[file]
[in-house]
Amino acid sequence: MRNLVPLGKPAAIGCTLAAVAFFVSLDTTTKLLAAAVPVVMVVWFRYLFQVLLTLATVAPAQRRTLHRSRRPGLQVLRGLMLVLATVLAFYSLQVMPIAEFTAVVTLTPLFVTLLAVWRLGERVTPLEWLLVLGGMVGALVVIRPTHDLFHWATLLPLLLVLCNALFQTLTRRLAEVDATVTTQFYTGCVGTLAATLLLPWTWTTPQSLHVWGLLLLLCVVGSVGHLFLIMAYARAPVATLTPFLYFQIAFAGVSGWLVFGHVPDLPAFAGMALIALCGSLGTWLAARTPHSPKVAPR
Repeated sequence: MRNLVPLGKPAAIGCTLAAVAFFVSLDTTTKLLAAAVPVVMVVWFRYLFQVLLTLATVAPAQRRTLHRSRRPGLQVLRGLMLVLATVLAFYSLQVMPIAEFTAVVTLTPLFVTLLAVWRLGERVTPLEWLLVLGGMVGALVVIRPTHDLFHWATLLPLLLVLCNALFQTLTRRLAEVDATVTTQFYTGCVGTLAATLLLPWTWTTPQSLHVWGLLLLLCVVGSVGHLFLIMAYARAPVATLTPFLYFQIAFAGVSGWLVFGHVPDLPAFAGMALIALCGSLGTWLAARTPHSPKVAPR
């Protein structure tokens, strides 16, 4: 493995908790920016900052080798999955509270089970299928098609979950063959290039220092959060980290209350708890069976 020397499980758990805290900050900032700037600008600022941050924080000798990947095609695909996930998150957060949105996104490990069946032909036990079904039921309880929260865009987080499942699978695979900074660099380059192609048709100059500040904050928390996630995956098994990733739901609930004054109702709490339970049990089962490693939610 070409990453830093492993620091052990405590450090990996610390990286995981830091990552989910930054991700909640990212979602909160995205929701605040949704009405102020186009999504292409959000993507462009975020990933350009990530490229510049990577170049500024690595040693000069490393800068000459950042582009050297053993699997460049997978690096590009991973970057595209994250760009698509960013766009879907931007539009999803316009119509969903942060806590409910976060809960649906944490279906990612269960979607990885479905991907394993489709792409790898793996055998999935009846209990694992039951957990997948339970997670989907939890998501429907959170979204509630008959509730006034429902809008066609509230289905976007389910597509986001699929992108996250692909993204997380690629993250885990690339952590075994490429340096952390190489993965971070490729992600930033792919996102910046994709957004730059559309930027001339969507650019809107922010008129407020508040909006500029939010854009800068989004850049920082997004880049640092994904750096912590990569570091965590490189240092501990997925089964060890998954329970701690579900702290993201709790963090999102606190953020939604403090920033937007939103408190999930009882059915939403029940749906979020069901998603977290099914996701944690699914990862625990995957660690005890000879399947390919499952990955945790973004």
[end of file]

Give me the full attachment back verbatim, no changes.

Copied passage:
[in-house]
Amino acid sequence: MRNLVPLGKPAAIGCTLAAVAFFVSLDTTTKLLAAAVPVVMVVWFRYLFQVLLTLATVAPAQRRTLHRSRRPGLQVLRGLMLVLATVLAFYSLQVMPIAEFTAVVTLTPLFVTLLAVWRLGERVTPLEWLLVLGGMVGALVVIRPTHDLFHWATLLPLLLVLCNALFQTLTRRLAEVDATVTTQFYTGCVGTLAATLLLPWTWTTPQSLHVWGLLLLLCVVGSVGHLFLIMAYARAPVATLTPFLYFQIAFAGVSGWLVFGHVPDLPAFAGMALIALCGSLGTWLAARTPHSPKVAPR
Repeated sequence: MRNLVPLGKPAAIGCTLAAVAFFVSLDTTTKLLAAAVPVVMVVWFRYLFQVLLTLATVAPAQRRTLHRSRRPGLQVLRGLMLVLATVLAFYSLQVMPIAEFTAVVTLTPLFVTLLAVWRLGERVTPLEWLLVLGGMVGALVVIRPTHDLFHWATLLPLLLVLCNALFQTLTRRLAEVDATVTTQFYTGCVGTLAATLLLPWTWTTPQSLHVWGLLLLLCVVGSVGHLFLIMAYARAPVATLTPFLYFQIAFAGVSGWLVFGHVPDLPAFAGMALIALCGSLGTWLAARTPHSPKVAPR
């Protein structure tokens, strides 16, 4: 493995908790920016900052080798999955509270089970299928098609979950063959290039220092959060980290209350708890069976 020397499980758990805290900050900032700037600008600022941050924080000798990947095609695909996930998150957060949105996104490990069946032909036990079904039921309880929260865009987080499942699978695979900074660099380059192609048709100059500040904050928390996630995956098994990733739901609930004054109702709490339970049990089962490693939610 070409990453830093492993620091052990405590450090990996610390990286995981830091990552989910930054991700909640990212979602909160995205929701605040949704009405102020186009999504292409959000993507462009975020990933350009990530490229510049990577170049500024690595040693000069490393800068000459950042582009050297053993699997460049997978690096590009991973970057595209994250760009698509960013766009879907931007539009999803316009119509969903942060806590409910976060809960649906944490279906990612269960979607990885479905991907394993489709792409790898793996055998999935009846209990694992039951957990997948339970997670989907939890998501429907959170979204509630008959509730006034429902809008066609509230289905976007389910597509986001699929992108996250692909993204997380690629993250885990690339952590075994490429340096952390190489993965971070490729992600930033792919996102910046994709957004730059559309930027001339969507650019809107922010008129407020508040909006500029939010854009800068989004850049920082997004880049640092994904750096912590990569570091965590490189240092501990997925089964060890998954329970701690579900702290993201709790963090999102606190953020939604403090920033937007939103408190999930009882059915939403029940749906979020069901998603977290099914996701944690699914990862625990995957660690005890000879399947390919499952990955945790973004």